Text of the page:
The 10 Most Underrated Thriller Movies of The 2000s

6. Cell 211 (2009)

Cell 211 (2011)

If, like us, you’ve already blazed through your Almodóvars, Buñuels and Erices and are currently looking to go beyond the basics for a healthy fix of Spanish cinema, we suggest you add Daniel Monzon’s riveting “Cell 211” to your watchlist. Though it struggled to catch on in foreign markets or even sniff an Oscar nod, as far as prison break-out movies go, this nail-biting pressure cooker about an inexperienced officer who must go undercover and pose as an inmate after unexpectedly being swept in a prison riot belongs to be mentioned in the same breath as cinema studies standards such as “Le Trou”, “Papillon” or “Escape from Alcatraz”.

Given the lean premise, you’d expect this to become a crowd-pleasing mainstream hit that could’ve made a strong Oscar push if given a chance, and perhaps even top the Netflix charts if it had been released in this day and age. Alas, the fact that the film failed to muscle its way into the awards race — in fact, it was actually snubbed as Spain’s Oscar submission for Best International Feature in favor of Fernando Trueba’s “The Dancer and the Thief” — ultimately prevented it from having any lasting impact overseas. Come for the thought-provoking morality play, stay for Luis Tosar’s live-wire performance as Malamadre.


7. Before the Devil Knows You’re Dead (2007)

Just when it seemed we’d already seen the last from the mastermind behind “12 Angry Men” and “Network”, a then-83-year-old Sidney Lumet came back in style to tie an elegant knot in his celebrated career with a lean and mean, ’70s-inspired heist throwback, which finds Ethan Hawke and Philip Seymour Hoffman in top form as two debt-ridden brothers who hatch up a plan to rob their parents’ jewelry store.

Even if you think you know where the broad strokes of the story are headed, watching the con-men duo paddle frantically to keep their heads above water once their criminal scheme backfires spectacularly should keep you engaged all throughout — ditto for small but killer turns by Albert Finley, Marisa Tomey and Michael Shannon. Purists will surely point to “Dog Day Afternoon”, but there’s a real argument to be made for this one as Lumet’s most criminally overlooked genre offering, a movie that flew under the radar but should nevertheless appeal to viewers who have seen “Fargo” and “Reservoir Dogs” too many times to count.


8. The Headless Woman (2008)

The Headless Woman

The thriller genre covers so much ground that many films seem to exist in the trenches between its realm and full-blown psychological horror. An underseen title that defies categorization altogether but offers rewards galore for those looking for a full serving of spine-tingling thrills, this stifling psychodrama by Argentine auteur Lucrecia Martel opens with a middle-aged woman running into what appears to be a dog with her car — though conveniently kept off frame for maximum suspense — and hitting her head.

That accident leads her to suffer a complete emotional breakdown, which the film vividly traces with a mix of handheld shots, frenetic editing and claustrophobic sound design. It’s no wonder that Ari Aster, a certified film buff and one of cinema’s foremost purveyors of trauma, grief and discomfort, recently singled out this unsung landmark in Argentinian cinema for praise, touting it as a constantly tense exercise on alienation and disorientation that that quickly gets under the viewer’s skin. It goes without saying, but any film that manages to freak out the director of “Hereditary” and “Midsommar” is worth tracking down.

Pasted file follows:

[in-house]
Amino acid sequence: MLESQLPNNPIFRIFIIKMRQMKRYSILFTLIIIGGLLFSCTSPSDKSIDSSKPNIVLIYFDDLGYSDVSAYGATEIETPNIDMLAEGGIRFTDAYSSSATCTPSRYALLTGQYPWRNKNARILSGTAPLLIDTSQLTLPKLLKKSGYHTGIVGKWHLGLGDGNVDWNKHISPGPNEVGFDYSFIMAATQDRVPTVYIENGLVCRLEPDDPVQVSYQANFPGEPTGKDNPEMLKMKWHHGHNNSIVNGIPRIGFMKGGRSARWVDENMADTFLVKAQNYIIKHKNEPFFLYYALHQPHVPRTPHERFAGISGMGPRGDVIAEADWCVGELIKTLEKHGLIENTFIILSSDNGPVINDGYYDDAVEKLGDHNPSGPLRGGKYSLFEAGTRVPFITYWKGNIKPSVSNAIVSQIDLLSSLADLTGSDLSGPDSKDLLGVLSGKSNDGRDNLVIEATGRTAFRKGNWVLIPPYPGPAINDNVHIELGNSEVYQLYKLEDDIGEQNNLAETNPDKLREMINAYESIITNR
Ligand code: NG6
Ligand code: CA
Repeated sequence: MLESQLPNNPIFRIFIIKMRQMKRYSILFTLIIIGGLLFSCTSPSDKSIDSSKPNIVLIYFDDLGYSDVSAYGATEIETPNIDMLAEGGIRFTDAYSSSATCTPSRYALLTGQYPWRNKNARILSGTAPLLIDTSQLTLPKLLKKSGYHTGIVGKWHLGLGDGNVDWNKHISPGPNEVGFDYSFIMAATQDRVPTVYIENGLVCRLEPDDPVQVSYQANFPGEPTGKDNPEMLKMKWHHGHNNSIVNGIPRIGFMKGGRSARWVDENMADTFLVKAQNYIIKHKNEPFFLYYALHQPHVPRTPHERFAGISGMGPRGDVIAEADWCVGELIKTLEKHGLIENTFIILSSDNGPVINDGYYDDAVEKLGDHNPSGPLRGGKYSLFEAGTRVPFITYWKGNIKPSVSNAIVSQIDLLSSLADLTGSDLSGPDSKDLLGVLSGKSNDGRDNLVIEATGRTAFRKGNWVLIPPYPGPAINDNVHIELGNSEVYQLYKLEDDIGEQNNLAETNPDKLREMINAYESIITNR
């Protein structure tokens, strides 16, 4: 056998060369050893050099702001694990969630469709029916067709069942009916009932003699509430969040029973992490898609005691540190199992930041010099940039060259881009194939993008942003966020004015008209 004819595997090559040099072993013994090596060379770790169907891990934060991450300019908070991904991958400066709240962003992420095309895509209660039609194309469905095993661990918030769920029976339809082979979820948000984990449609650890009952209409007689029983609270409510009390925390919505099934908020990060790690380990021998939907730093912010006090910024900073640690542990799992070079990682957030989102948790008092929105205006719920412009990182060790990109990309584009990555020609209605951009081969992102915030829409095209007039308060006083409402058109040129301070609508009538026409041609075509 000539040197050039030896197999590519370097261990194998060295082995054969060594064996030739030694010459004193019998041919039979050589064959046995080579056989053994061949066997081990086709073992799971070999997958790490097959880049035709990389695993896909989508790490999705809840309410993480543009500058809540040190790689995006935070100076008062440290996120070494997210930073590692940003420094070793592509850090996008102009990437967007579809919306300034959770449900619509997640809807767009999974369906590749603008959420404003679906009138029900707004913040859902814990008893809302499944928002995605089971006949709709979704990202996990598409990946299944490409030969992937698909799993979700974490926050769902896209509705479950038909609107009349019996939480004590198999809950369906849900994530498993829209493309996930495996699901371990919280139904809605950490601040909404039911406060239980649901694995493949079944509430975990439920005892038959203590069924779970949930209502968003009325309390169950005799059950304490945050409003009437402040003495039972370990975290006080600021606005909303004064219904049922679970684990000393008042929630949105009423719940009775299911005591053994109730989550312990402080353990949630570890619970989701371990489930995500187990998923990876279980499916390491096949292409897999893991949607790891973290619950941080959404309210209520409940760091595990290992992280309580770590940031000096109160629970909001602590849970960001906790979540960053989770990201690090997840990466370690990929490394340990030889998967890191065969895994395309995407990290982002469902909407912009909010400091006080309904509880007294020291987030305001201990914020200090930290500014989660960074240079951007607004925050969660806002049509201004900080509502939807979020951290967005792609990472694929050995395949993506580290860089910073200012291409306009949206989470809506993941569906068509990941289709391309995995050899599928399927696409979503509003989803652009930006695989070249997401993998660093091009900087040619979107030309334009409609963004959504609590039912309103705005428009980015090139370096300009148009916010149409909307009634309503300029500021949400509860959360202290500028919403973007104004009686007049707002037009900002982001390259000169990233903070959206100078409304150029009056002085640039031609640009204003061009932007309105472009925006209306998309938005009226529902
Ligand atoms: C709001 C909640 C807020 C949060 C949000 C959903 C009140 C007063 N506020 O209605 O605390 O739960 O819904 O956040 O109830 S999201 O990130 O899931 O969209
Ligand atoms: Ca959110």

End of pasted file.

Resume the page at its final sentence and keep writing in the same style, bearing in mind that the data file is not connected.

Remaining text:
9. Election (2005)


Although he kicked off the aughts by cementing himself as a mainstay of the thriller genre with a formidable run of high-octane offerings, Hong Kong maverick director Johhnie To entered the new millennium as a virtual unknown outside of his homeland and niche cinephile circles, which made it highly unlikely for casual moviegoers to turn out in droves for his new work.

It’s a crying shame that not enough attention has been made to “Election”, the best of To’s 2000s output and a genre touchstone with similar cross-over potential as John Woo’s heroic bloodshed shoot-’em-ups. In detailing the vicious power struggle between several Triad members leading up to the forthcoming election to select the next acting chairman of Hong Kong’s criminal underworld, Johnnie To fashions an operatic, stylish mob saga in the tradition of “The Godfather” and “Goodfellas” that captures the codes of honor, brotherhood and long-standing rituals of the mob with heart-stopping clarity. Not only did “Election” spawn a surprisingly solid sequel that you should definitely check out once you’re done with it, but the film was also cited by Quentin Tarantino as his favorite release of 2005.


10. Dead Man’s Shoes (2004)

English writer-director Shane Meadows isn’t exactly what you’d call a household name — even in his country, his most acclaimed work by far would be the 2006s “This Is England” drama that spawned its own spin-off series — but the lack of fanfare for his stripped-down revenge thriller is still nothing short of infuriating.

Equal parts feel-bad splatterfest and pulpy grindhouse throwback, “Dead Man’s Shoes” combines a lean script with gritty realism and a disarmingly straightforward set-up of a mentally unstable soldier (a downright electrifying Paddy Considine) returning home to the small town of Matlock, Derbyshire dead-set on avenging his mentally impaired little brother, who was brutally tormented by local thugs. “God will forgive them and allow them into Heaven. I can’t live with that,” says Considine’s character at one point. Brutal violence, obviously, follows.